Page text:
A banner is a nice way to welcome anyone home who has been away for an extended period of time. You can purchase a custom-made banner from sign shops, but the cost probably won't be worth the one time use to you. Instead, make your own welcome home banner with some inexpensive supplies from the fabric store and a little time. Get the kids involved in this easy craft project.
Iron all the wrinkles out of your fabric.
Fold the piece of fabric in half selvedge-to-selvedge. The selvedge edges of the fabric are more tightly woven than the rest of the fabric and sometimes have the maker of the fabric written down them.
Hold the selvedge corners of the selvedge edge closest to you between your thumbs and pointer fingers. Hold the corners of the other selvedge edge between your pointer fingers and the rest of your fingers.
Wiggle the corners of the closest selvedge edge up and down, left and right, until the fold of the fabric is straight and not twisted to square your fabric.
Lay the fabric down on a flat work surface and smooth the fold with your hands once you get the fold straight.
Trim the sides and the selvedge edges with pinking shears to even out the sides and keep the fabric from fraying.
Pour some of each colour of fabric paint onto a paper plate.
Lay your fabric out on a hard work surface covered with newspaper.
Center the C stencil on the fabric 2 inches down from the top edge of the fabric.
Dip a stencil brush in the colour you want the C to be and stencil the C onto the fabric using an up and down dabbing motion. Do no rub the paint onto the fabric because then the paint will get under the edges of the stencil.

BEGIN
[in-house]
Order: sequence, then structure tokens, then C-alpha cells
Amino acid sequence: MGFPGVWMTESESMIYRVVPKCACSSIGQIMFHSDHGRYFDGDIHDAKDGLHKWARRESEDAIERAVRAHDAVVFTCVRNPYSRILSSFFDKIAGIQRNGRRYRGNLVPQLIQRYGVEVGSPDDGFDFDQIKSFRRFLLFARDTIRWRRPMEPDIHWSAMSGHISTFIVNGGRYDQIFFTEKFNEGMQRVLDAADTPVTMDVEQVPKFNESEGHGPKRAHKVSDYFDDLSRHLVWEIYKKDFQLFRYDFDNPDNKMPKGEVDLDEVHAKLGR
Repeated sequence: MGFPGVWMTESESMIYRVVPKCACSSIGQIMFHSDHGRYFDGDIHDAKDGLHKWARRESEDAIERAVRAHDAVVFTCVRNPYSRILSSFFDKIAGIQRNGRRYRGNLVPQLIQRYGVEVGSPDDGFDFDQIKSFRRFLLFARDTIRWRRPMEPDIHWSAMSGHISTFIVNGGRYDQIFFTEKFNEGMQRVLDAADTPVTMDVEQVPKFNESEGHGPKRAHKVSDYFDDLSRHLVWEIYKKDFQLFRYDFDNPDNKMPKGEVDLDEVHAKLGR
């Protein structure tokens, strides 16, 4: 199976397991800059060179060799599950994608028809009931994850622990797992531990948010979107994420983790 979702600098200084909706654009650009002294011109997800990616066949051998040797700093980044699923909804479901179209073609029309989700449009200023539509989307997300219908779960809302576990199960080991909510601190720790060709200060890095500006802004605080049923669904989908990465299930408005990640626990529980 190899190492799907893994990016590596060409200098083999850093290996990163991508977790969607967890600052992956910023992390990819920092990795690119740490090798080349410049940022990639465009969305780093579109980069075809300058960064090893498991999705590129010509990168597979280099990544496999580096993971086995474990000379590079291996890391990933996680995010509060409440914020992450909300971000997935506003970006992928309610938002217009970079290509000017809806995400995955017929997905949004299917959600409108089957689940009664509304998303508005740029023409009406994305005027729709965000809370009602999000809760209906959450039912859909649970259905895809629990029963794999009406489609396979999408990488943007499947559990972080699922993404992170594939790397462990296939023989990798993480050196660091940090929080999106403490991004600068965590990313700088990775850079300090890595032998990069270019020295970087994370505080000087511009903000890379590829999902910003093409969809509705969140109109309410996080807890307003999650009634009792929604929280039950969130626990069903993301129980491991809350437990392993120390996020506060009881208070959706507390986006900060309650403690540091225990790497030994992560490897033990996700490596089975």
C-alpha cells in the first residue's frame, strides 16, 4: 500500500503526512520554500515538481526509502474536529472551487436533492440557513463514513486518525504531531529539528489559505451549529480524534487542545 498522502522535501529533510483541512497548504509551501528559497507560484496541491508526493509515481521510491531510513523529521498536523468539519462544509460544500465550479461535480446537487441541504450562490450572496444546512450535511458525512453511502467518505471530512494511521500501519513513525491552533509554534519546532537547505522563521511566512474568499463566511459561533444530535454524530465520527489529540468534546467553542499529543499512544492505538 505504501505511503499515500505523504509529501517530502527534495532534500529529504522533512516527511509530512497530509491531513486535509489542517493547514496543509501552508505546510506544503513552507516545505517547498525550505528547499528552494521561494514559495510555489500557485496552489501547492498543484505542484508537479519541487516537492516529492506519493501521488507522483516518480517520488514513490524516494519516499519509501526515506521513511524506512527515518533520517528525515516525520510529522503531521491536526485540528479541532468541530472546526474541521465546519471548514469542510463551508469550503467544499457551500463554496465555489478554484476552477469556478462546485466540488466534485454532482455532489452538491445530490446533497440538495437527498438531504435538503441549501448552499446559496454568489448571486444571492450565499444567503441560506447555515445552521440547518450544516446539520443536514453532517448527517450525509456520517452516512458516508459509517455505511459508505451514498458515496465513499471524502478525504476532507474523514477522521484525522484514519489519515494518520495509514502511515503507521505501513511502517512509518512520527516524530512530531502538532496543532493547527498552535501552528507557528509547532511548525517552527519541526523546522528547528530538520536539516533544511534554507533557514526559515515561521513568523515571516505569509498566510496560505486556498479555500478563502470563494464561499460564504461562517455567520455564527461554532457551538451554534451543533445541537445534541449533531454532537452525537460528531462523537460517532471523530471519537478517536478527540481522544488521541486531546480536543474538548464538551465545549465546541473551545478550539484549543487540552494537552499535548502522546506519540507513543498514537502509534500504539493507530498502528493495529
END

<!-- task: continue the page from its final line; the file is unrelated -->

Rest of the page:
Stencil the rest of the letters in "Welcome" onto the fabric, in the same manner, working your way out on each side from the C.
Stencil the M in "Home" onto the banner just right of the centre of the fabric 2 inches below the "Welcome".
Stencil the rest of "Home" onto the fabric working out from the M on either side.
Stencil the person's name for whom you are making the banner onto the fabric 2 inches below the "Home". Start with the middle letter centred on the fabric and work your way out. Use the right side middle letter placed just to the right of the centre if their name has an even number of letters. Then, work your way out with the rest of the letters like you did for the first two words.
Stencil any shapes you want on the banner in the left over space on the fabric. Stencil shapes that have to do with where the person is coming home from or home-themed shapes to decorate the banner.
Let the banner dry for 2 hours, or until the fabric paint is completely dry before hanging it up with small nails or tacks.
Use solid coloured fabrics or printed fabrics for your banner. For example, for returning member of the military you may use a camouflage patterned fabric to make the banner. Just make sure you choose fabric paints in colours that will show up clearly on an patterned fabrics.